Apple is NOT the Problem. WE are.

Apple has been in the news a lot lately, and not just beating the human birthrate in fourth-quarter iphone sales. Word is getting out about working conditions at the Foxconn plant in China, for instance. This American Life had an interesting piece on the same topic last month.

But let me make this perfectly clear: Apple is not the problem.  Mr. Daisey, in the This American Life piece, makes it clear that these factories in China don’t build just Apple products.  they build virtually all of the personally electronic devices we all like.

And it is not enough that we all like, and have mostly convinced ourselves need, these phones and tablets and netbooks etc. Most of us have also convinced ourselves of these two things

  1. that we deserve newer and better devices approximately every year and
  2. that we ought not have to pay very much for them.

Because we want newer and better gadgets at incredibly cheap prices, China (and other countries) will continue to work people in conditions you and I would never agree to work in.

Apple is not the problem.  We are.

Are you willing to update your phone every 3 years instead of every year or 18 months?  Would you be willing to pay maybe twice as much for a tablet computer or netbook or ultrabook?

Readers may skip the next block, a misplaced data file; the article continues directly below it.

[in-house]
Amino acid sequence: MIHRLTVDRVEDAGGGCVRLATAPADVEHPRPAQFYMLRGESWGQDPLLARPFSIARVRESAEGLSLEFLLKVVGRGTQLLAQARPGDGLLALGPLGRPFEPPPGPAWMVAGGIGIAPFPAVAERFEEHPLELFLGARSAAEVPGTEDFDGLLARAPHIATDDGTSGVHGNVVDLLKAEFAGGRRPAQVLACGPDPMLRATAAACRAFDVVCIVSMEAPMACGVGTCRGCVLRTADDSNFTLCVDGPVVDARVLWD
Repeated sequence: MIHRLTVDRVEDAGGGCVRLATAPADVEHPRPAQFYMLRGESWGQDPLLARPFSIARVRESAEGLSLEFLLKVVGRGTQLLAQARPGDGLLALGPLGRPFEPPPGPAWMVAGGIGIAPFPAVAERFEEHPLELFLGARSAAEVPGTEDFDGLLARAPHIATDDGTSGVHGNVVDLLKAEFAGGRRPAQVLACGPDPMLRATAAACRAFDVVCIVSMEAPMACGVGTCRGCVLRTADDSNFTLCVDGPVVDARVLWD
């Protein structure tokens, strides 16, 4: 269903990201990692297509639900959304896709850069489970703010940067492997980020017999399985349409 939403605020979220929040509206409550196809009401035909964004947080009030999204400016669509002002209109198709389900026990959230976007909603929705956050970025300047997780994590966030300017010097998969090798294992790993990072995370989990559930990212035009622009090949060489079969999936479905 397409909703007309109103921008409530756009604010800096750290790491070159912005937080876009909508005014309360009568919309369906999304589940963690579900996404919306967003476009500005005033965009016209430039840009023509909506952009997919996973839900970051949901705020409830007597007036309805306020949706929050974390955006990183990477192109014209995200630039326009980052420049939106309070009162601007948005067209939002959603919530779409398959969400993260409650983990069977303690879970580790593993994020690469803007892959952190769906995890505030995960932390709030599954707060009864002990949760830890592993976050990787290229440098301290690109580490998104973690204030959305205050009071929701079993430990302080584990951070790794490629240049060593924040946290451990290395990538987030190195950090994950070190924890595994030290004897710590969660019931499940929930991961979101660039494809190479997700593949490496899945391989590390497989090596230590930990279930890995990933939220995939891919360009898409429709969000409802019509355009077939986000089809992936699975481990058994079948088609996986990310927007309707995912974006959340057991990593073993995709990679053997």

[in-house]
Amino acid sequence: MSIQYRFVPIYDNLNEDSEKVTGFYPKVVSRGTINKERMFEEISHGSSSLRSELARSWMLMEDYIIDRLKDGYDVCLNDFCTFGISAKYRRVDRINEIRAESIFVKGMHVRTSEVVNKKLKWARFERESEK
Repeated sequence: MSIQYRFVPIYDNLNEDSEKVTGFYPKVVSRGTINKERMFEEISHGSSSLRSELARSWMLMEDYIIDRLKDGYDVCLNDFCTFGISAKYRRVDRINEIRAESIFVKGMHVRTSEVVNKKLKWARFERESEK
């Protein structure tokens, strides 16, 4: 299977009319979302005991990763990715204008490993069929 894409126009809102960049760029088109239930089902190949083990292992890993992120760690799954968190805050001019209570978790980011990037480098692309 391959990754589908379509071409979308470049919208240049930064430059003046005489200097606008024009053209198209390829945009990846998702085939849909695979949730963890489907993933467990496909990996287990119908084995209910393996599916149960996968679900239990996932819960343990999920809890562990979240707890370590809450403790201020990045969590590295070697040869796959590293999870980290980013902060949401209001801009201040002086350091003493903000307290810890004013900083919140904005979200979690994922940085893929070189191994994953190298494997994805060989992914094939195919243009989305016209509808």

Does decent working conditions and fairer wages figure at all into your willingness?

I decided about six years ago that I would buy only fair trade coffee. Thus, I felt, I was doing something to help the people who actually farm the coffee to live better lives.

Would I be willing to purchase only fair trade electronics if there were such a thing?

Would you?

3 thoughts on “Apple is NOT the Problem. WE are.

  1. Yes, I would pay more to have greater assurances that my technology was being humanely produced. I think companies like Apple (and all the others) should start creating “fair trade” programs for consumers so we can start making these kinds of choices.

    BTW — I’ve heard the additional cost for an iPad would be closer to +$50. I’m not sure where you’re getting your “twice as much for a tablet computer” estimate from, but it seems inflated to me.

    And, I agree with you, we need to be taking more responsibility to put pressure on these companies to address these issues. I believe that’s starting to happen, and I believe a popular movement is reaching a tipping point which could lead to this happening quite soon:

  2. Wow, great point. And I think this is where our ingrained American capitalism takes the stage, front and center. We’re trained to think that not only SHOULD we get a new phone or whatever as often as possible, we HAVE to… to support our economy, to be “tech-savvy”, to show off our status with the newest toy… and that we shouldn’t have to pay more than X. But then company B wants to compete so they sell us our toy for X minus $10. We’re told it’s the American way… but it’s steamrolling workers in other countries. A few years ago when I heard all those stories about how horribly Wal-Mart treats their foreign (and domestic) workers, I decided not to shop there. Doing my little “protest” certainly won’t hurt a giant like Wal-Mart, but maybe I need to broaden my boycott. But how to get others to follow suit??? It seems like an impossible task…

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